Cloudkick deal gives hosting provider a suite of tools that unify and simplify cloud management.
Hosting services provider Rackspace said Thursday it acquire Cloudkick, a developer of tools designed to ease the management of cloud-based servers.
Financial terms of the deal were not disclosed. Cloudkick said it would continue to operate from its San Francisco location and that its employees would join Rackspace. The two-year old startup was initially funded by venture firm Y Combinator. Its roster of 1,500 customers includes Fortune 500 companies to small businesses.
Cloudkick's offerings are aimed at IT and business managers who need a unified way to manage enterprise servers that are maintained offsite. "Until now, the cloud has been about automating hardware and making it more agile and efficient," said Lew Moorman, Rackspace's chief strategy officer, in a statement.
"But as cloud computing has made it easier to launch servers, companies launch a lot more of them, and use many of them inefficiently—and even lose track of some. Cloudkick brings order to that chaos and sprawl," said Moorman.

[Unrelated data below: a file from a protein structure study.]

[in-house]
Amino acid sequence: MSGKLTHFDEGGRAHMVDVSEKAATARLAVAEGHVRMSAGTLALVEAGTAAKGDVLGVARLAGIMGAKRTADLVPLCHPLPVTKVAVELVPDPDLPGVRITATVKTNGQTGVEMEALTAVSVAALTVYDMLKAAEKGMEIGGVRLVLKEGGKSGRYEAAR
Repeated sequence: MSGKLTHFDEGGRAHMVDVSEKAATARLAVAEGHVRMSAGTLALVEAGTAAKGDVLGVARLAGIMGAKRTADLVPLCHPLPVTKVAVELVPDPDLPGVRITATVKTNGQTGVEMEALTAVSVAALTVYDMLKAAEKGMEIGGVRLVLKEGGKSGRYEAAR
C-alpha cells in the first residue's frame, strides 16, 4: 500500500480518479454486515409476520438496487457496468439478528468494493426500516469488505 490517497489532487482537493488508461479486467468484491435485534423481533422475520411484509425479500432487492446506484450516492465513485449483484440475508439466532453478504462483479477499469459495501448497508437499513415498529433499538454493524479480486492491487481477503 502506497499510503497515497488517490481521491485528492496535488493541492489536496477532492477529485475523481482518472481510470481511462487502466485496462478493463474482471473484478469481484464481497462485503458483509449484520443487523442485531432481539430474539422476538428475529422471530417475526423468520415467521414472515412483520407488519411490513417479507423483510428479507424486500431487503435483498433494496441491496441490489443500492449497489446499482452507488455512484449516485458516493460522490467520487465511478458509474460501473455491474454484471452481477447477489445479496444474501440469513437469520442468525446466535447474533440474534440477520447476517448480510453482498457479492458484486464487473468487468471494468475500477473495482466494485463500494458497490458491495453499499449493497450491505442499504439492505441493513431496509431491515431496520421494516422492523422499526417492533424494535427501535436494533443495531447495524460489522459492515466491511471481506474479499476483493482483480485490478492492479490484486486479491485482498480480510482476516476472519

Cloudkick's dashboard, or "cockpit", gives IT managers a single view of remote servers, physical or virtual, even if they're maintained by different providers.
"It takes cloud computing to a new level, into automation of the work of system administrators," said Moorman. "In addition to providing robust cloud health information, Cloudkick enables automation around deployment and scaling," said Moorman.
Cloud computing is growing in popularity as enterprises look to lower IT costs and simplify their infrastructure. Under a cloud setup, businesses tap applications and services from remote servers that are often maintained by a third party.
Rackspace shares were off 1.19%, to $30.75, in morning trading Thursday.
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